After breezing through the Midwest League, some thought a hiccup would come in Lake Elsinore. The diminutive southpaw came two outs from a perfect game in his fourth California League start and has given up two runs or less in seven straight. He doesn't give away free bases and has two plus pitches. Oramas may be in line to continue his rapid ascension.
After saving all but one game a season ago, Brach is at it again. At 25-for-26 in save opportunities this year, he leads all of minor league baseball. He is equally adept versus left- and right-handed hitters while forcing the opposition to put the ball in play if they want to make any noise. He is simply a sure thing at the back end of the bullpen.
This was a team that was expected to struggle in the first half. Now that the weather has warmed up, the Padres feel this team will compete hard for a second half playoff spot.
He has missed almost a year of action but showed why he is so highly coveted upon his return. In his latest start, DePaula carried a no-hitter through seven innings. He has yet to give up more than one run in an outing and backs up fastball location with two plus secondary pitches. Hitters simply haven't had a chance to get comfortable.
Two years ago, it was mentioned that Valdez has as much talent as Cumberland. We all knew it would take time to see. He is putting those pieces together this season, showing gap power, the ability to more regularly work the count and a speed element on the base paths. He still has room to grow in all phases, making him a very projectable talent.
He was dreadful in his first year but has found a home in relief. His confidence is up, his pitches are not. A new delivery for Mikolas hides the ball better and his curveball is a plus pitch. His only downside is working with inherited runners. He may be putting too much pressure on himself in those situations, especially when he is holding the leadoff hitter of the inning to a .147 average.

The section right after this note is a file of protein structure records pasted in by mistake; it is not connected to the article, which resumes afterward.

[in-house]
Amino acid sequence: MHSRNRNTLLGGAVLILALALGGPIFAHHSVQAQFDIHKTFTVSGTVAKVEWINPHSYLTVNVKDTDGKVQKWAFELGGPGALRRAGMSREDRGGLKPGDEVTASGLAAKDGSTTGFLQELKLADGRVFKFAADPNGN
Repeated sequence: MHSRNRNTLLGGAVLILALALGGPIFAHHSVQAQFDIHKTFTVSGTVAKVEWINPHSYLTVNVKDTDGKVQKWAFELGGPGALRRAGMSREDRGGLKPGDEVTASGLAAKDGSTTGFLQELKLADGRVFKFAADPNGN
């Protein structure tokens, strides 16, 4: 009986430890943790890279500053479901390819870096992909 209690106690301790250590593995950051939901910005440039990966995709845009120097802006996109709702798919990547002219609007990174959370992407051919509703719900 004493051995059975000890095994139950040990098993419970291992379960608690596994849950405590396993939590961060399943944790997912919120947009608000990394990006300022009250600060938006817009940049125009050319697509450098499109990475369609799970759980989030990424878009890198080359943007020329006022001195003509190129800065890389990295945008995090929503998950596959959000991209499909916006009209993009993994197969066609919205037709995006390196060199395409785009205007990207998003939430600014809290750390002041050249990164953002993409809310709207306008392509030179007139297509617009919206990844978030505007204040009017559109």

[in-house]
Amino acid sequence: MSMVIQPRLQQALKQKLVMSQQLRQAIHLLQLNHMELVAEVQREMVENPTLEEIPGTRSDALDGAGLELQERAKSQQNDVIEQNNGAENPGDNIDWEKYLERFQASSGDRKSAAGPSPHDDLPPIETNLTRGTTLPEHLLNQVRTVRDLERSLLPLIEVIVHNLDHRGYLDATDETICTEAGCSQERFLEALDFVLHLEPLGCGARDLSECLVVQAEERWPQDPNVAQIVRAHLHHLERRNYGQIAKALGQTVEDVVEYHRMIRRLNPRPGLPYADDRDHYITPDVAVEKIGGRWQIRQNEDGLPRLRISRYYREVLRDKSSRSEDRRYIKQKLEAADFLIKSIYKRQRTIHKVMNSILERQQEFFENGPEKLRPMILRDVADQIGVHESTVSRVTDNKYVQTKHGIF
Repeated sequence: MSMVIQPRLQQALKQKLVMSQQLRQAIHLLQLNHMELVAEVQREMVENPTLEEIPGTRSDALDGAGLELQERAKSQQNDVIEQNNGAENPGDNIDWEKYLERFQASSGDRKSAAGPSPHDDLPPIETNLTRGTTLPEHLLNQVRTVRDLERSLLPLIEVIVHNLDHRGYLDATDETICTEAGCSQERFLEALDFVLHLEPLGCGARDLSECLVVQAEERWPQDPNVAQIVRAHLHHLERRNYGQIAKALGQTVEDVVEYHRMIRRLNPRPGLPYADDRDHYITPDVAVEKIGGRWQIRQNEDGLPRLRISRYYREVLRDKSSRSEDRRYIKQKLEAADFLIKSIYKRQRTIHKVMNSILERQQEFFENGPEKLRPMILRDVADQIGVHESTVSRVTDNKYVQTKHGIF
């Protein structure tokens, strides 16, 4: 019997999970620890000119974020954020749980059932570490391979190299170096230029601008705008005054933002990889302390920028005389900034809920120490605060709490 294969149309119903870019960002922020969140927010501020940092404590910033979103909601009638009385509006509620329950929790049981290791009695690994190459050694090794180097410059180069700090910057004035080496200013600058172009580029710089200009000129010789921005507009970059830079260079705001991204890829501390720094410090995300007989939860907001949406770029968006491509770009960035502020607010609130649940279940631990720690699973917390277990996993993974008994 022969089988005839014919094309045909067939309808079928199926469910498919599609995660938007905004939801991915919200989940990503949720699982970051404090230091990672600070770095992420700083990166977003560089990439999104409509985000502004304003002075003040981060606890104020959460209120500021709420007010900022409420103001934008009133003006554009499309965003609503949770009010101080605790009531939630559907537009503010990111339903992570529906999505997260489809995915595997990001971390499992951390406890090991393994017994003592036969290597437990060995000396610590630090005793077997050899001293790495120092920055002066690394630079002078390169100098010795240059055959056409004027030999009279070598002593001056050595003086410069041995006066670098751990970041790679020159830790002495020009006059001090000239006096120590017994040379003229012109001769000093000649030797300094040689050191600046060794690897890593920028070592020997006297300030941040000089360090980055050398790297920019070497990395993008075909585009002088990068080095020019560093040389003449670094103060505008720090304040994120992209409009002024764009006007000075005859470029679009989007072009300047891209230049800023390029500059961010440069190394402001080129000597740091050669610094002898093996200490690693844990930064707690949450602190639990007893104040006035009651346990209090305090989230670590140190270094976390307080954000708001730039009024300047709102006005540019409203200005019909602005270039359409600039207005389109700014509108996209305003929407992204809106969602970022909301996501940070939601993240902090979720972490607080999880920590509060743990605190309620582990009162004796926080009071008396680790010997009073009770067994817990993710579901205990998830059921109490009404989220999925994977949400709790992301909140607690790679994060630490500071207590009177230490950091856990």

Forget the average. Rincon has maintained a solid foundation throughout the year – it was only a matter of time before he broke out. With hits in 16 of his last 18, the third baseman has come to age. There is no doubting he can wield the stick. The big concern is his 24 errors in 61 defensive games. There are some who do not believe he can improve enough at the position to stay and are eager to see him in left. He has the bat for either spot.
With a plethora of newcomers, the focus here is on the players who have made their way through extended.
The big right-hander was tabbed as a future big leaguer last year after throwing just a few innings. His first start in Eugene showed the kind of promise he offers. Lollis has a big fastball and improving secondary pitches. If he can continue to make strides with his off-speed, the sky is the limit.
In the last year, Sampson has really developed his changeup into a plus pitch – giving him three above-average offerings. The right-hander has also focused on fastball command, and it shows. He is a bulldog on the mound that does not give in and could have easily competed at Fort Wayne. He will get his chance to move quickly next year.
The big thing for Portillo is fastball command. He has made tremendous strides in that arena over the past year. Part of it is a comfort level of being in the states and the second piece is improved mechanics. He isn't so stiff and the fluidity gives him better location of each of his pitches. Portillo will take some time to develop.
The infielder really improved over the last year by adding weight to his frame. He was one of the better hitters in extended spring and drove the ball with authority to all parts of the field. He has work to do defensively but could be a surprise hitter as soon as this year.
An athletic specimen, Alcantara has had little trouble adjusting to professional baseball as a 17-year-old. He still has room to grow into his projectable body but has already displayed a solid foundation for hitting and emerging power. He is one to watch.
The third baseman is far ahead of his peers in the hitting department with his strong frame supporting the ability to do damage to all parts of the field. He needs to improve his overall pitch selection, but at 17, that is expected. Quintana's defense is the biggest question mark.